nep-cbe New Economics Papers
on Cognitive and Behavioural Economics
Issue of 2011‒09‒22
ten papers chosen by
Marco Novarese
University Amedeo Avogadro

  1. What do we actually mean by talent in business? Does it really matter? By Eva Gallardo-Gallardo
  2. Intertemporal Utility and Correlation Aversion By Steffen Andersen; Glenn W. Harrison; Morten Lau; Elisabet E. Rutstroem
  3. Asset Integration and Attitudes to Risk: Theory and Evidence By Steffen Andersen; James C. Cox; Glenn W. Harrison; Morten Lau; Elisabet E. Rutstroem; Vjollca Sadiraj
  4. Learning about a Class of Belief-Dependent Preferences without Information on Beliefs By Bellemare, Charles; Sebald, Alexander
  5. Use of data on planned contributions and stated beliefs in the measurement of social preferences By Anna Conte; M. Vittoria Levati
  6. Lying and Team Incentives By Conrads, Julian; Irlenbusch, Bernd; Rilke, Rainer Michael; Walkowitz, Gari
  7. Two heads are less bubbly than one: Team decision-making in an experimental asset market By Cheung, Stephen L.; Palan, Stefan
  8. The influence of tax labeling and tax earmarking on the willingness to contribute: A conjoint analysis By Hundsdoerfer, Jochen; Sielaff, Christian; Blaufus, Kay; Kiesewetter, Dirk; Weimann, Joachim
  9. Spillovers in learning and behavior: Evidence from a nutritional information campaign in urban slums By Singh, Prakarsh
  10. Long-Term Care, Altruism and Socialization By Grégory Ponthière

  1. By: Eva Gallardo-Gallardo (Universitat de Barcelona)
    Abstract: The conceptualization of talent has become increasingly relevant for scholars and practitioners as they seek to advance the study of talent management (TM). Indeed, confusion about the meaning of talent within the business field hinders consensus on the concept and practice of TM. In this theoretical study we review the talent concept in business to summarize what we have learned and to discuss the pros and cons of different approaches. We conclude by formulating an overall definition of this term, since an acknowledged interpretation of talent managementnot to mention the successful management of talent will depend on having a clear understanding of what is meant by talent in an organizational context. Moreover, with our definition of talent, we delimit the talent concept while avoiding problems uncovered in previous definitions (e.g. generality and tautology) and highlighting important variables that affect it and can make it more manageable.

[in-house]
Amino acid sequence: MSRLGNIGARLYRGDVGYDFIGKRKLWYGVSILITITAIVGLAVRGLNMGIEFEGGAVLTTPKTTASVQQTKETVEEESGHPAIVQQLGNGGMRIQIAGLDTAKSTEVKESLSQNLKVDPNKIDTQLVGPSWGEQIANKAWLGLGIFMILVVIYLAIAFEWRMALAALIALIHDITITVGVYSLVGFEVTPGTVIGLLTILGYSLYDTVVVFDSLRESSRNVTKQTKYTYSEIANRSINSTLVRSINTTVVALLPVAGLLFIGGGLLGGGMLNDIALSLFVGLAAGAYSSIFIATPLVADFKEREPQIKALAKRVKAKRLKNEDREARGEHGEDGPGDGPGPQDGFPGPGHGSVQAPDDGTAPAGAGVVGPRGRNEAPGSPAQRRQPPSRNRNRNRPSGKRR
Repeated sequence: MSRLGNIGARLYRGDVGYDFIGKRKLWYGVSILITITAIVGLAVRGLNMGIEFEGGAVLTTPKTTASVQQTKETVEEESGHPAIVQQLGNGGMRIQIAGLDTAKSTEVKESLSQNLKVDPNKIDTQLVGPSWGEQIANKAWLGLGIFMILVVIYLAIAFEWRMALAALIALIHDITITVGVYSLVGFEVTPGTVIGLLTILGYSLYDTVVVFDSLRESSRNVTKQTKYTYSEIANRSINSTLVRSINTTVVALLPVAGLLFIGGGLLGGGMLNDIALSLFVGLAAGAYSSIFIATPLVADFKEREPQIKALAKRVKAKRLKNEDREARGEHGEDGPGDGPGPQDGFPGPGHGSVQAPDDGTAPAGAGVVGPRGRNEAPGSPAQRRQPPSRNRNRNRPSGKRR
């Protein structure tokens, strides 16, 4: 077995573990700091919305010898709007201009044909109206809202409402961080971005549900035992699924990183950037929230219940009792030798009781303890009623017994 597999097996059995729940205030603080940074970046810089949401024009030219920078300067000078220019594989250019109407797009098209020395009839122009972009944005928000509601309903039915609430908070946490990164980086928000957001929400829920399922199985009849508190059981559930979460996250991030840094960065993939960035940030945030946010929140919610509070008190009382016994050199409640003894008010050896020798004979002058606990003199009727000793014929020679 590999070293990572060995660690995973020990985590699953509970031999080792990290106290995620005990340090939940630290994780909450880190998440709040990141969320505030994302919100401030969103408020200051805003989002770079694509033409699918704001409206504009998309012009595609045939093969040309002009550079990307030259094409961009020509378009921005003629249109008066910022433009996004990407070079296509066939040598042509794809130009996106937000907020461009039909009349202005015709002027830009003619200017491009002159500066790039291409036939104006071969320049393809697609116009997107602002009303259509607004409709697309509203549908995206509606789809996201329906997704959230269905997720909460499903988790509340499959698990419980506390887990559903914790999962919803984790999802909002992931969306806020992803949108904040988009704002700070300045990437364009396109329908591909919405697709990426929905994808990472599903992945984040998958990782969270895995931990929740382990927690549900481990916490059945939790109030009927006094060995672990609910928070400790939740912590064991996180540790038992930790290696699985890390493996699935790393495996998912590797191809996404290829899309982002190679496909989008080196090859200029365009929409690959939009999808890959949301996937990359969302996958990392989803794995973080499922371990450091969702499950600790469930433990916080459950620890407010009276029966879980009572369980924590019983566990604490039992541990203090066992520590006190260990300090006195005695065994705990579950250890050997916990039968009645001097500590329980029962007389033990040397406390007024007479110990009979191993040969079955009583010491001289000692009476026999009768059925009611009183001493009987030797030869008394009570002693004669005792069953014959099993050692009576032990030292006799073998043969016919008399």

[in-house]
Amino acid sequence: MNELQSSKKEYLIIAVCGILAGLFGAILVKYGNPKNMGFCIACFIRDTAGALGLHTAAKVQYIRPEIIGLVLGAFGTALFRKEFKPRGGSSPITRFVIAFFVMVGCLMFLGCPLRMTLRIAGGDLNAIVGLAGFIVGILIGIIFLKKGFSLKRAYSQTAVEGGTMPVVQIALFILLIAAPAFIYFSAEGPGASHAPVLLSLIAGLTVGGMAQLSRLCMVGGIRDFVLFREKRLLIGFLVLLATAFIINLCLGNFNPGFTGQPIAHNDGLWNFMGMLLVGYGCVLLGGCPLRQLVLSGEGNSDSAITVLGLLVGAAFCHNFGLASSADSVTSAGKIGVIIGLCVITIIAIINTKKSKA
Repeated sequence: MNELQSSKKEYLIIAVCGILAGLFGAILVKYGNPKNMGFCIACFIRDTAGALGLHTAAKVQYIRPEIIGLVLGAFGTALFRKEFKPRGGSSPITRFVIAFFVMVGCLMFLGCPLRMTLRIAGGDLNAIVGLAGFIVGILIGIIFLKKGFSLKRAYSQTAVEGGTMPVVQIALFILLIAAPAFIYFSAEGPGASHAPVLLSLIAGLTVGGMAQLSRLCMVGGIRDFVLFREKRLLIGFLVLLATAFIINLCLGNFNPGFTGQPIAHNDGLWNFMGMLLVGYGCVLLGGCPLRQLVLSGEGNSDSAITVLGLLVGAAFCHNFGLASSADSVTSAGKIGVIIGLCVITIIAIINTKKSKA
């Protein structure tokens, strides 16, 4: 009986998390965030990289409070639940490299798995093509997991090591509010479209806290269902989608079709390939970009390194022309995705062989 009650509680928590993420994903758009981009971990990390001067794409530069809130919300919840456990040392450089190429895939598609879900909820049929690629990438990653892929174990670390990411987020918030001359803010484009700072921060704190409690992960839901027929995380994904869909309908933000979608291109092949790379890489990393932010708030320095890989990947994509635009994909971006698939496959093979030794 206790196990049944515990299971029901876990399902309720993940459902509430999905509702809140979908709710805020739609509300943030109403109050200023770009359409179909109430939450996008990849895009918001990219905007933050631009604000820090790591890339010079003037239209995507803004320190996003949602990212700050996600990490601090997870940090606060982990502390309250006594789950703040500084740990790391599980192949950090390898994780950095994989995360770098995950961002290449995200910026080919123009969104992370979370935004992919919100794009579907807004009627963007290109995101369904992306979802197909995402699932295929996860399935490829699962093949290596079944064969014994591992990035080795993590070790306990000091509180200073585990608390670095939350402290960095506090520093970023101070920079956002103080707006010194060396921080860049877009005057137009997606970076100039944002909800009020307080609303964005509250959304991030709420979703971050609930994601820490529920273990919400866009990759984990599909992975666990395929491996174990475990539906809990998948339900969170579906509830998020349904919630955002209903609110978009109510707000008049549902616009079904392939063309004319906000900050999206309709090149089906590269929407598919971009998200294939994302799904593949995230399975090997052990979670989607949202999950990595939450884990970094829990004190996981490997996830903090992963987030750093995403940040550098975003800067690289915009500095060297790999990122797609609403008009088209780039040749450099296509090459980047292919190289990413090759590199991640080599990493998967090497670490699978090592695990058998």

Keywords: talent management, competencies, talent
    JEL: M12 M59 M50
    Date: 2011
  2. By: Steffen Andersen (Copenhagen Business School); Glenn W. Harrison (Robinson College of Business, Georgia State University); Morten Lau (Durham Business School); Elisabet E. Rutstroem (Robinson College of Business, Georgia State University)
    Abstract: Convenient assumptions about qualitative properties of the intertemporal utility function have generated counter-intuitive implications for the relationship between atemporal risk aversion and the intertemporal elasticity of substitution. If the intertemporal utility function is additively separable then the latter two concepts are the inverse of each other. We review a simple theoretical specification with a long lineage in the literature on multi-attribute utility, and demonstrate the critical role of a concept known as intertemporal risk aversion or intertemporal correlation aversion. This concept is the intertemporal analogue of a more general concept applied to two attributes of utility, but where the attributes just happen to be the time-dating of the good. In the context of intertemporal utility functions, the concept provides an intuitive explanation of possible differences between (the inverse of) atemporal risk aversion and the intertemporal elasticity of substitution. We use this theoretical structure to guide the design of a series of experiments that allow us to identify and estimate intertemporal correlation aversion. Our results show that subjects are correlation averse over lotteries with intertemporal income profiles, and that the convenient additive specification of the intertemporal utility function is not an appropriate representation of preferences over time.
    Date: 2011–03–01
  3. By: Steffen Andersen (Copenhagen Business School); James C. Cox (Robinson College of Business, Georgia State University); Glenn W. Harrison (Robinson College of Business, Georgia State University); Morten Lau (Durham Business School); Elisabet E. Rutstroem (Robinson College of Business, Georgia State University); Vjollca Sadiraj (Robinson College of Business, Georgia State University)